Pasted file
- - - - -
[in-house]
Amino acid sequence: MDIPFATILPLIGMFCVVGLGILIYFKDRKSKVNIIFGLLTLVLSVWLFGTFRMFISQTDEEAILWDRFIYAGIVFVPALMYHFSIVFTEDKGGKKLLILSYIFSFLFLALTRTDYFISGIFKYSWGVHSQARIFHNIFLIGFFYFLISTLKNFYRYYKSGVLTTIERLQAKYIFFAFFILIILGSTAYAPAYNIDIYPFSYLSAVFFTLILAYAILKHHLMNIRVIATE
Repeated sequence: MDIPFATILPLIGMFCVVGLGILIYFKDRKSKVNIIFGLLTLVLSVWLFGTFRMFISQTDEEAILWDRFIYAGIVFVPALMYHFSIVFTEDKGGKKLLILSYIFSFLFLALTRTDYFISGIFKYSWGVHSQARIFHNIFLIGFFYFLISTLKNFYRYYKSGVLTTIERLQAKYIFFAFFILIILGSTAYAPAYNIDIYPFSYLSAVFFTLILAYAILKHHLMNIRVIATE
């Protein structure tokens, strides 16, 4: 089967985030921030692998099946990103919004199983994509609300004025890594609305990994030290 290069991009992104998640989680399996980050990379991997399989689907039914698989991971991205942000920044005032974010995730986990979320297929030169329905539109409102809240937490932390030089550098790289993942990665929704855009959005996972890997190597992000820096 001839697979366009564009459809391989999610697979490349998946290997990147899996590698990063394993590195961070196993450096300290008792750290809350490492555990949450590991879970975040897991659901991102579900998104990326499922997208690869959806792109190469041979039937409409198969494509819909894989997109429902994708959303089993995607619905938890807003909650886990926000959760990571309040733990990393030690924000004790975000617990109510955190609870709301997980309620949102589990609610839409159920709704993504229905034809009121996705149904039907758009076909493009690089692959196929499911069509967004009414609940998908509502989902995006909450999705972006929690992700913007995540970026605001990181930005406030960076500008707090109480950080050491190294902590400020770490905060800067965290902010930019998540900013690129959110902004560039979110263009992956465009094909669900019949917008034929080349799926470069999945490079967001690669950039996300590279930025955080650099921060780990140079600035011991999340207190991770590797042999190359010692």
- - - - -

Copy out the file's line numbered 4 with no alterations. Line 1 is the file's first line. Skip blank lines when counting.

């Protein structure tokens, strides 16, 4: 089967985030921030692998099946990103919004199983994509609300004025890594609305990994030290 290069991009992104998640989680399996980050990379991997399989689907039914698989991971991205942000920044005032974010995730986990979320297929030169329905539109409102809240937490932390030089550098790289993942990665929704855009959005996972890997190597992000820096 001839697979366009564009459809391989999610697979490349998946290997990147899996590698990063394993590195961070196993450096300290008792750290809350490492555990949450590991879970975040897991659901991102579900998104990326499922997208690869959806792109190469041979039937409409198969494509819909894989997109429902994708959303089993995607619905938890807003909650886990926000959760990571309040733990990393030690924000004790975000617990109510955190609870709301997980309620949102589990609610839409159920709704993504229905034809009121996705149904039907758009076909493009690089692959196929499911069509967004009414609940998908509502989902995006909450999705972006929690992700913007995540970026605001990181930005406030960076500008707090109480950080050491190294902590400020770490905060800067965290902010930019998540900013690129959110902004560039979110263009992956465009094909669900019949917008034929080349799926470069999945490079967001690669950039996300590279930025955080650099921060780990140079600035011991999340207190991770590797042999190359010692």